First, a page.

What’s in a Woman? An Ethnographic Study of Southern Oregon Lesbian Lands

  • Cassandre Di Lauro (Université de Lille)


In the 1970s, in the wake of the Women’s liberation movement and the hippie back-to-the land movement, some women bought plots of land all over the United States and founded what they called ‘lesbian lands’, i.e. women-only separatist communities. Some of them continue to exist today, particularly in Southern Oregon where a dozen are still inhabited by self-called ‘landykes.’ Based on in-person semi-directed interviews conducted in Oregon in November 2021 and August 2022 with nine women living or having lived on lesbian lands, this paper investigates their definition of ‘woman’ and how it circumscribes the limits of their community. This paper first argues for a nuanced revision of what radical lesbianism means in these rural lesbian separatist spaces and then proceeds to demonstrate how ‘woman’ has become resignified over the years, de facto barring trans women and challenging lesbian-identified trans men’s place within their community.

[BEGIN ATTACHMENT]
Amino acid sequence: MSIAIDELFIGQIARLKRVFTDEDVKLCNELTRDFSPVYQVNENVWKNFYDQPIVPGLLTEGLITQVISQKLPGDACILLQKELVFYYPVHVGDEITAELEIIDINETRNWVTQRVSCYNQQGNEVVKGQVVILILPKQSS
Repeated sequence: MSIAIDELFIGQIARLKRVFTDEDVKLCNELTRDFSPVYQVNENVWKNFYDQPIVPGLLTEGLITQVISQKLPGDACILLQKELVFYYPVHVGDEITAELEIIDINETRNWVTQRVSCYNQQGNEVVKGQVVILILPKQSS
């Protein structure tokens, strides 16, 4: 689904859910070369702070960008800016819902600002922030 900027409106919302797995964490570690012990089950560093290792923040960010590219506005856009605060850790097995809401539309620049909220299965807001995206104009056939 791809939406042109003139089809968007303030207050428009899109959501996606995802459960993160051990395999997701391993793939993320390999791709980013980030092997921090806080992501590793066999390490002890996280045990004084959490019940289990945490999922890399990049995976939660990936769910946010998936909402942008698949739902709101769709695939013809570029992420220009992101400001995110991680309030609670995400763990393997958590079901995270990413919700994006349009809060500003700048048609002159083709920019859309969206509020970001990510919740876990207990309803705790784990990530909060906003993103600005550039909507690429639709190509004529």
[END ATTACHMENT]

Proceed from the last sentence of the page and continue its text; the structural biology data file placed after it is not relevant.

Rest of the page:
Keywords: Lesbian lands, Community, Lesbian feminism, Lesbian separatism, Women's space, Trans

How to Cite:

Di Lauro, C., (2023) “What’s in a Woman? An Ethnographic Study of Southern Oregon Lesbian Lands”, DiGeSt - Journal of Diversity and Gender Studies 10(2), 81-96. doi:

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Published on
11 Dec 2023
Peer Reviewed